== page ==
I love text browsers. My favourite ones are lynx and elinks.
I love graphical browsers. My favourite ones are chromium and firefox.
I love browsers that somehow are in the middle like w3m-img or links2.
This is to say that I spend a lot of time surfing the web in different ways depending on what I need to achieve or the hardware I am using at the moment. It is not the same being connected to a powerful remote server or connected using an eeepc of 512mb of ram.
So instead of saying that I love them, it would be more accurate to say that I make an extensive use of all kinds of web browsers.
Among the graphical browsers I used to like was midori, it allowed me to do almost anything I could do with chromium but it needed less resources which was fine. The problem I have always had with midori is that I have often have to face one or other bug. In my eeepc everytime I scrolled down it opened a new tab and switched to it (oh man so annoying).
But thank god I discovered dillo. It is an incredibly fast graphical web browser that works like a charm in all my machines, especially in my less powerful ones, like the eeepc or any other old laptop/desktop machines.
Dillo has a number of configuration files under ~/.dillo that once tweaked will make your life way better. This is a list of the files you need to have in there:
* dillorc This is the actual config file. You can set many options here like the homepage, the colours you like...
* domainrc Dillo cross-domain request rules file. In this file you can configure which sites are allowed to retrieve data from third party domains.
* bm.txt The bookmarks file. You can add any bookmarks from the browser using its graphical interface, however the syntax is very easy and it is quicker to add your bookmarks directly to this file. For example:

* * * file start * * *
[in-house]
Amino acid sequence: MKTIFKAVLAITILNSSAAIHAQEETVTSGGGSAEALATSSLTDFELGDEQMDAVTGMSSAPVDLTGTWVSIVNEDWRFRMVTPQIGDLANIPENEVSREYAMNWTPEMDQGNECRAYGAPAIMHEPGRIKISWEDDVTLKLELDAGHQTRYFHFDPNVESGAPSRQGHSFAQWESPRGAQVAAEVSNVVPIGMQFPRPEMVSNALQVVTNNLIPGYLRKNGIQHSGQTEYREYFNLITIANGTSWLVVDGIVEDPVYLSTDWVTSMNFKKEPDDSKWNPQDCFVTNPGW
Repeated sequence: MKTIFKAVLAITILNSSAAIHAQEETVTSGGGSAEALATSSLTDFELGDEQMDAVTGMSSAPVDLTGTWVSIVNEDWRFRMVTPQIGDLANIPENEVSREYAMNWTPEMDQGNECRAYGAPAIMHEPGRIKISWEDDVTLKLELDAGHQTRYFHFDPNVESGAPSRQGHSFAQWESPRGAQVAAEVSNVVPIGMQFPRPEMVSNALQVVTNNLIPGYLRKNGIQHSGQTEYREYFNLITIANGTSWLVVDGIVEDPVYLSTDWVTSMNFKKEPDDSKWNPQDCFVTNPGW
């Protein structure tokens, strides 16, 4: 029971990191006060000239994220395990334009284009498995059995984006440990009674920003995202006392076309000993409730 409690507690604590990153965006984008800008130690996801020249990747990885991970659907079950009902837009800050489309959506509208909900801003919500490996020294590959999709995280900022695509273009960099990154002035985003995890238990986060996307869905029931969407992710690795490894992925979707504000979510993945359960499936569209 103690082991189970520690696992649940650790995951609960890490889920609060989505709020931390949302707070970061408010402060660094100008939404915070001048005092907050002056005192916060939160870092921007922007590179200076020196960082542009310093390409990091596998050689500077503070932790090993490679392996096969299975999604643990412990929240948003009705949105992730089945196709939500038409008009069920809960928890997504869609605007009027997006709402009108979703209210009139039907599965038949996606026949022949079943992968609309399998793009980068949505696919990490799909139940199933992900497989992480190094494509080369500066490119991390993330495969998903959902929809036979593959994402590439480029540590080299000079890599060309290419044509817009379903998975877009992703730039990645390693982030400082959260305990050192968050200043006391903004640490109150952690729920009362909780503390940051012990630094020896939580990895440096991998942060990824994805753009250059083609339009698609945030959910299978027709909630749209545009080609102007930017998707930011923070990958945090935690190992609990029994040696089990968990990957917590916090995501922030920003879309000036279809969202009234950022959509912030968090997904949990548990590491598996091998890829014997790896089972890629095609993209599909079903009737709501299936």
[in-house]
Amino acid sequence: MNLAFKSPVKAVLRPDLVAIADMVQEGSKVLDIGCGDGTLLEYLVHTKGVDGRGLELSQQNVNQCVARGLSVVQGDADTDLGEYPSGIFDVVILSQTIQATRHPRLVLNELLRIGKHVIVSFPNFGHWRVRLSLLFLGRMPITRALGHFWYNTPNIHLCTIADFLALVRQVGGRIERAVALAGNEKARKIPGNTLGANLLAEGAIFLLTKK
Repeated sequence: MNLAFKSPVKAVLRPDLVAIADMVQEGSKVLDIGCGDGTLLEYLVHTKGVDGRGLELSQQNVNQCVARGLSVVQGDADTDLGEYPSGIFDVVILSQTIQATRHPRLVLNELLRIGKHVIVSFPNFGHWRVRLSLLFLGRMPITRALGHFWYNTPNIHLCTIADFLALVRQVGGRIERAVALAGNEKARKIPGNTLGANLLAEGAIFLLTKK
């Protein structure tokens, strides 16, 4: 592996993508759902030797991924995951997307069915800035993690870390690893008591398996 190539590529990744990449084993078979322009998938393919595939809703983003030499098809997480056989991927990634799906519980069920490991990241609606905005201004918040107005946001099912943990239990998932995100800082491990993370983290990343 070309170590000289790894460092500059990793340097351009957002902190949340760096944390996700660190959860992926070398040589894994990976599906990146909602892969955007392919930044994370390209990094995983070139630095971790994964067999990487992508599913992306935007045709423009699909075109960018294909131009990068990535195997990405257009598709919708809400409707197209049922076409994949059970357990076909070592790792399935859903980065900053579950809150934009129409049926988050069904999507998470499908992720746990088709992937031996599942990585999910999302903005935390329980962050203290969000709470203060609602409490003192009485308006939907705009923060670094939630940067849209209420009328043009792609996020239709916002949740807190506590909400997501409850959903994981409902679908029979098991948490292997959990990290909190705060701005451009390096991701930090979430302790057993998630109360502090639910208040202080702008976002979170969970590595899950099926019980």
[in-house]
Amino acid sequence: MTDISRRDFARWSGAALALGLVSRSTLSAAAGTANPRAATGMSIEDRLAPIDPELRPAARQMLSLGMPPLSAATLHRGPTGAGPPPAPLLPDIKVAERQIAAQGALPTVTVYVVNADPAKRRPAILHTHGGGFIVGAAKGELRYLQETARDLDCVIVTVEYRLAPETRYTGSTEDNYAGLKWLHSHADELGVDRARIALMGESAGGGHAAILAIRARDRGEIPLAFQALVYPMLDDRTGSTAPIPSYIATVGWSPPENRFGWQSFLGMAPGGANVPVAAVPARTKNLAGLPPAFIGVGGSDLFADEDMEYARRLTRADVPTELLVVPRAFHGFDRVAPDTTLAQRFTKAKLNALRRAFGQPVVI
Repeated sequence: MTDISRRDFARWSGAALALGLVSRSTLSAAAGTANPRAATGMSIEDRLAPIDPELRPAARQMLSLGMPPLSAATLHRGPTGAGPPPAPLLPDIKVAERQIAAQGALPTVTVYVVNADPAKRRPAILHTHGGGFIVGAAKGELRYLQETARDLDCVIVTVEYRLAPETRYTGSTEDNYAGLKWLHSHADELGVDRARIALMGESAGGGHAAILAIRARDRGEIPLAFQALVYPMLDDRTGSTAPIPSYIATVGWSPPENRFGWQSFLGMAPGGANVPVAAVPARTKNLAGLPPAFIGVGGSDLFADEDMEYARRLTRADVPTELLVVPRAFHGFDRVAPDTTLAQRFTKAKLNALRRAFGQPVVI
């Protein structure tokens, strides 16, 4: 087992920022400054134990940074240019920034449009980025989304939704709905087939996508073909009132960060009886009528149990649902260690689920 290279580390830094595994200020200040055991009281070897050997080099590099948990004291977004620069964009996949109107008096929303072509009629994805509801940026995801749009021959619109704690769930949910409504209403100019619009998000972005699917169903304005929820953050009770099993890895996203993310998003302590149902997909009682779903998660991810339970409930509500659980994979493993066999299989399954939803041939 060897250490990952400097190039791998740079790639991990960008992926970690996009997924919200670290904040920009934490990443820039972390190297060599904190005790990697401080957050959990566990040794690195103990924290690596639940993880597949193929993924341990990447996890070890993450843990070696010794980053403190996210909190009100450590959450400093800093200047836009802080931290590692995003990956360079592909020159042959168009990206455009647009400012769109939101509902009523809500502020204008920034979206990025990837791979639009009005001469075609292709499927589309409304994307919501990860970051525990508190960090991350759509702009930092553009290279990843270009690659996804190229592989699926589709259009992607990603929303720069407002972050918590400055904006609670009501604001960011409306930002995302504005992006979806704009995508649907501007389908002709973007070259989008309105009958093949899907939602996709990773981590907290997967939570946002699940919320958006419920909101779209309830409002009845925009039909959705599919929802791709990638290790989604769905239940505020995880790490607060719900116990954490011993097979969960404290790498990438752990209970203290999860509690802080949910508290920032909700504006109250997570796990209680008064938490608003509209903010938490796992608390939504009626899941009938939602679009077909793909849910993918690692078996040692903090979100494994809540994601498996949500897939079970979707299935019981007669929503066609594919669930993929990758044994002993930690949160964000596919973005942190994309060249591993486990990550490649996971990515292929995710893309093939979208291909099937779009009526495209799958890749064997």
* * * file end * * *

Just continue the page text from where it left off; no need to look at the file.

:s1: Super cool sites
s1 http://www.chalsattack.com chalsattack
s1 http://blog.chalsattack.com/ chals' blog
* cookiesrc How to handle cookies. The syntax is also plain easy.
Note: Accepting cookies will create an additional cookies.txt file in ~/.dillo
Once everything is in place prepare to surf at full speed, be careful, you might get a ticket for speeding ;)
Next installment: a screenshot of dillo in action.
28 July 2017
24 July 2017
Today I have spent some time re-writing my personal homepage using html and css. As you can see in the screenshot, it is very similar looking to its previous version. I would say it is almost identical once the page is fully loaded, but there are some important differences.
Besides, and even though the css file is relatively simple, I have had a lot of fun playing with it.
You can see the sources (both html and css) usually pressing Ctrl + U in your browser.